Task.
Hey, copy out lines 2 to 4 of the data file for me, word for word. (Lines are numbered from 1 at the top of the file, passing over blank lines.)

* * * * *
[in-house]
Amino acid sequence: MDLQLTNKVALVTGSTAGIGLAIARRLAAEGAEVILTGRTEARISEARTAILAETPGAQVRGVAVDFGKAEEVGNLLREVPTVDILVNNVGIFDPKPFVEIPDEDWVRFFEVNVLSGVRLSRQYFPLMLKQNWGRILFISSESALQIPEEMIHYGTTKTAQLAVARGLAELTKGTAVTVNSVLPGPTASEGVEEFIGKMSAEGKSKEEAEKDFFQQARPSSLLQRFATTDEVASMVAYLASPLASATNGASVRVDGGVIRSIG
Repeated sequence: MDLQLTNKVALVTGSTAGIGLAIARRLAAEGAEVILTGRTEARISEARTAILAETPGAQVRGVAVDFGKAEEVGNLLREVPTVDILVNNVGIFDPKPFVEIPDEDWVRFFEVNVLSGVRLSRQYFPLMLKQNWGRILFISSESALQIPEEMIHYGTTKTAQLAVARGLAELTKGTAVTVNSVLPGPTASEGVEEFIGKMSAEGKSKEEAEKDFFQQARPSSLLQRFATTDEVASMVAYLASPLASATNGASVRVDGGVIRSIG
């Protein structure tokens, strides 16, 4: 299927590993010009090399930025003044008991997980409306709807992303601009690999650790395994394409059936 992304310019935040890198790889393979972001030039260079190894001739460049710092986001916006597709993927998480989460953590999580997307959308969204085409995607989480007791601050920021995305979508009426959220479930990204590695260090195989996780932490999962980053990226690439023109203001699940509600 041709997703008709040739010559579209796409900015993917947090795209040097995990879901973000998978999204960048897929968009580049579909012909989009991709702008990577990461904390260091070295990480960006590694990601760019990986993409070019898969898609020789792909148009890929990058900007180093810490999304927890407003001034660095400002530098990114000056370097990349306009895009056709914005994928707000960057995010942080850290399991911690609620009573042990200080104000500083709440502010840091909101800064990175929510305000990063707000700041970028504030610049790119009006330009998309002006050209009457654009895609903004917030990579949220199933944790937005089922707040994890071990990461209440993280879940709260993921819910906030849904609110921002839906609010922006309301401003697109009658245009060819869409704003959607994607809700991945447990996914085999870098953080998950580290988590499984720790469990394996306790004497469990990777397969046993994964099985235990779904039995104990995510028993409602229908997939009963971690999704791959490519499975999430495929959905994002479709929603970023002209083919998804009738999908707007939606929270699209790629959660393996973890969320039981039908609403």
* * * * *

Amino acid sequence: MDLQLTNKVALVTGSTAGIGLAIARRLAAEGAEVILTGRTEARISEARTAILAETPGAQVRGVAVDFGKAEEVGNLLREVPTVDILVNNVGIFDPKPFVEIPDEDWVRFFEVNVLSGVRLSRQYFPLMLKQNWGRILFISSESALQIPEEMIHYGTTKTAQLAVARGLAELTKGTAVTVNSVLPGPTASEGVEEFIGKMSAEGKSKEEAEKDFFQQARPSSLLQRFATTDEVASMVAYLASPLASATNGASVRVDGGVIRSIG
Repeated sequence: MDLQLTNKVALVTGSTAGIGLAIARRLAAEGAEVILTGRTEARISEARTAILAETPGAQVRGVAVDFGKAEEVGNLLREVPTVDILVNNVGIFDPKPFVEIPDEDWVRFFEVNVLSGVRLSRQYFPLMLKQNWGRILFISSESALQIPEEMIHYGTTKTAQLAVARGLAELTKGTAVTVNSVLPGPTASEGVEEFIGKMSAEGKSKEEAEKDFFQQARPSSLLQRFATTDEVASMVAYLASPLASATNGASVRVDGGVIRSIG
């Protein structure tokens, strides 16, 4: 299927590993010009090399930025003044008991997980409306709807992303601009690999650790395994394409059936 992304310019935040890198790889393979972001030039260079190894001739460049710092986001916006597709993927998480989460953590999580997307959308969204085409995607989480007791601050920021995305979508009426959220479930990204590695260090195989996780932490999962980053990226690439023109203001699940509600 041709997703008709040739010559579209796409900015993917947090795209040097995990879901973000998978999204960048897929968009580049579909012909989009991709702008990577990461904390260091070295990480960006590694990601760019990986993409070019898969898609020789792909148009890929990058900007180093810490999304927890407003001034660095400002530098990114000056370097990349306009895009056709914005994928707000960057995010942080850290399991911690609620009573042990200080104000500083709440502010840091909101800064990175929510305000990063707000700041970028504030610049790119009006330009998309002006050209009457654009895609903004917030990579949220199933944790937005089922707040994890071990990461209440993280879940709260993921819910906030849904609110921002839906609010922006309301401003697109009658245009060819869409704003959607994607809700991945447990996914085999870098953080998950580290988590499984720790469990394996306790004497469990990777397969046993994964099985235990779904039995104990995510028993409602229908997939009963971690999704791959490519499975999430495929959905994002479709929603970023002209083919998804009738999908707007939606929270699209790629959660393996973890969320039981039908609403």